In late 2019, reporters at the Investigative Center of Ján Kuciak and Investigace.cz obtained the complete police case file on the 2018 murders of investigative reporter Jan Kuciak and his fiance Martina Kusnirova. A total of 53 TB of material, the archive included materials that implicated businessman Marian Kocner and officials in corrupt activities. OCCRP’s data and tech teams spent 4 months wrangling the massive amount of information and setting up “Kocner’s Library,” a secure leak room in Bratislava with viewing stations where journalists could explore the material and then “check out” specific files for offline study.
The journalists created and coordinated a team of about 20 top Slovak journalists from trustworthy Slovak media. The team was designed to reach to wide audience and cover all possible needs of a good investigative team – there were analysts from dailies, TV stations and even journalists from tabloid.
The unusual arrangement of Kocner’s Library gave a team of journalists in Slovakia free access to the information from the leak to follow and investigate leads that hold power to account. Equally important was securing the police file during the trial of Marian Kocner to ensure a free and fair judicial process.
Reporters showed how Kocner secured influence with threats, bribery, and blackmail of public officials, sometimes by recording audio and video of meetings with them. During multiple raids in 2020, Slovak police arrested 20 judges, including judges from the supreme court, who allegedly took bribes for ruling in favor of Kočner´s interest or leaked sensitive information to him. . Apart from the 20 judges, one constitutional judge resigned because of his ties to Marian Kocner, one bankruptcy trustee, three lawyers and four other people were arrested.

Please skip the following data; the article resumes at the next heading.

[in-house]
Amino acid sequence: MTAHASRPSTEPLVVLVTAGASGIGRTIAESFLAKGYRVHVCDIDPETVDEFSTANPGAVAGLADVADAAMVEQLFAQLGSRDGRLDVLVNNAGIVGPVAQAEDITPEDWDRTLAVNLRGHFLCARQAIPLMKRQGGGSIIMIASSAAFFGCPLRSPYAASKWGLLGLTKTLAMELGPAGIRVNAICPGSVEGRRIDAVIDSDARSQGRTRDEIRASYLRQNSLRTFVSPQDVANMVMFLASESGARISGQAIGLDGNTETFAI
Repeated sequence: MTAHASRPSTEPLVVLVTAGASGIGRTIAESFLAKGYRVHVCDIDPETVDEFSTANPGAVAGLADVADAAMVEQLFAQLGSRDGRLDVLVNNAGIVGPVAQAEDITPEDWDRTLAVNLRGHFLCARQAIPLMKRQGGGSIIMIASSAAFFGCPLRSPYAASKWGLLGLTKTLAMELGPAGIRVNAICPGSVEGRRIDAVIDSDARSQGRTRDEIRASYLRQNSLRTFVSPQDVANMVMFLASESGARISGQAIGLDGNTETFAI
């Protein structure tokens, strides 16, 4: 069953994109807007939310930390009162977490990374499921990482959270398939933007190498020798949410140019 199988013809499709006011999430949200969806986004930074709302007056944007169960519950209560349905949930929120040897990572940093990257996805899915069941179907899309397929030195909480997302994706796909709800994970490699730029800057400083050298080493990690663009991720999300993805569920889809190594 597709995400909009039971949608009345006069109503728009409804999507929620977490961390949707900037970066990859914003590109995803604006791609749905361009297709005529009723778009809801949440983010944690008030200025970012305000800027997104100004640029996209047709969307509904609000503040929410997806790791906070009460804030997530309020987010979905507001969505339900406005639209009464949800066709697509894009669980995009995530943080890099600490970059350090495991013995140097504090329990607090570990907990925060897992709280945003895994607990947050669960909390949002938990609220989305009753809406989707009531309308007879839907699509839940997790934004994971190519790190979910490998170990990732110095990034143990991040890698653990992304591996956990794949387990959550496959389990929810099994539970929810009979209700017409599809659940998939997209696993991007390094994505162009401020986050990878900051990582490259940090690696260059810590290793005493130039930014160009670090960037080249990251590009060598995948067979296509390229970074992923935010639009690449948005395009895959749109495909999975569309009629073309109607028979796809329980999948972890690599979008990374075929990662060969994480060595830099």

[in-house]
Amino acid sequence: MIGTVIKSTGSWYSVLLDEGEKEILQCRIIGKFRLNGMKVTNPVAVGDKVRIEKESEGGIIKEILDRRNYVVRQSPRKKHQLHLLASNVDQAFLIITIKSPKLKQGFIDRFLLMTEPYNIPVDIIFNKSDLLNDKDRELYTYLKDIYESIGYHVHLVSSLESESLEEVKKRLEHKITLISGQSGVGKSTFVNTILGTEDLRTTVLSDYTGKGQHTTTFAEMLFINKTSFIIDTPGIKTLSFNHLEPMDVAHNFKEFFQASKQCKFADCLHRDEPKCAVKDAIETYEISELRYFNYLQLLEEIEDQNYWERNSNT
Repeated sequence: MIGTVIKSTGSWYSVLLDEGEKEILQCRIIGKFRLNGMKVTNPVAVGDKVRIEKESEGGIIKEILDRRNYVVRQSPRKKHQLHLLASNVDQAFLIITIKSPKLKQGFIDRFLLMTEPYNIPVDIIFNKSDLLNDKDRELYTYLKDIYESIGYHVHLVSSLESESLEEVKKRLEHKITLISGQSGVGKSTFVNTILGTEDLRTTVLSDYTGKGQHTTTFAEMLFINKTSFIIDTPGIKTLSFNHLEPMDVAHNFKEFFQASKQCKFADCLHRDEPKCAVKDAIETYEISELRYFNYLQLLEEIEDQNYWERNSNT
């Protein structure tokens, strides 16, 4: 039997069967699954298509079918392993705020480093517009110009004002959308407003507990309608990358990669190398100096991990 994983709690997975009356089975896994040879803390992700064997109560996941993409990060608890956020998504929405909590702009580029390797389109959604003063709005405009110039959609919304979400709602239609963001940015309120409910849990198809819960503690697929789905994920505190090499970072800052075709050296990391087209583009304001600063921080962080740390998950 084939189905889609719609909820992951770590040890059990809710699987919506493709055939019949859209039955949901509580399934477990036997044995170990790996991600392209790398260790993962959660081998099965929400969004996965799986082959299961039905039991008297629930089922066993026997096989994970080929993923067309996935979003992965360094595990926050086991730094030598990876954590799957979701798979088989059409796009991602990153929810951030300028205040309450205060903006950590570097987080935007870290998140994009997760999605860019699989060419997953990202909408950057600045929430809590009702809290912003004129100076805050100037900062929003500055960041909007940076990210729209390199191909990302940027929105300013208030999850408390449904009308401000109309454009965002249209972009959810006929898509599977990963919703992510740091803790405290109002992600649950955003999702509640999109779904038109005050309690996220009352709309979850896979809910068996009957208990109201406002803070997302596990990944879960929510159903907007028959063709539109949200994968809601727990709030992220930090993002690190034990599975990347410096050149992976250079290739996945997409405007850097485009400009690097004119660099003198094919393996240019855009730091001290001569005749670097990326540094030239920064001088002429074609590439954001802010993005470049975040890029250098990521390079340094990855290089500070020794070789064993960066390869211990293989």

Slovakia’s police chief and the head of its financial crimes unit both resigned following media reports that information about Kuciak in police databases had been accessed prior to the murders. As an indirect impact of the project, eight top officials including two police presidents were put into custody.
A prosecutor was suspended after footage leaked to OCCRP appeared to show him setting up a camera in what looks like his office with someone who appears to be Kočner. He was later charged with abuse of office. Slovak Office for protection of private data threatened investigace.cz with 10 000 000 eur penalty if they wont reveal a source of the footage.
We set up a room in Bratislava with five laptops with immutable operating systems that would have access to the data located on a remote server. After we’d managed to upload all the material, we made a cleanup copy of it, unpacking all contained evidence and removing unnecessary and system files. We started a process of identifying key pieces of evidence in the folder hierarchy, linking them into an easy-to-use reporter’s desktop and documenting the meaning of the material as we discovered it in a wiki. Eventually we indexed key portions of the material into OCCRP’s data platform, Aleph.
Key technologies: Linux, hashdeep, Aleph, Cellebrite, Fedora Silverblue, Wireguard, fastai+torchvision, Leaflet.js
What was the hardest part of this project?
There were three challenges: 1. figuring out how to make the material available to journalists within certain limits, 2. how to handle the incredible amount of data and 3. coordinating between the journalists.
The main challenge of this project was to provide access to the vast police evidence file to Slovak and Czech reporters in such a way that they can report from it, while also controlling the outflow of information to establish some accountability for how the material is used. That need for accountability resulted in particular from the presence of sensitive personal information of the victims and the accused in the data, as well as the existence of unpublished political kompromat (e.g., video of the minister of finance making back-room deals).
The volume and nature of this data forced us to study and apply multiple digital forensics techniques in order to make the material accessible to reporters. It has also given us a more systematic understanding of how experts in related fields — especially law enforcement — handle evidence.
Another challenge was coordination of the team of journalists from various competing media. At the end, the team coordinated deadlines, shared their findings and helped each other in unprecedented ways. The impact of publishing the investigative stories in all major media at the same day multiplied its effect on audience and really created public pressure for a change.
What can others learn from this project?
Journalists are accessing the material in Kocner’s Library to further investigate Slovakia’s government and judicial system in the continued push for justice. They also learned how to cooperate better.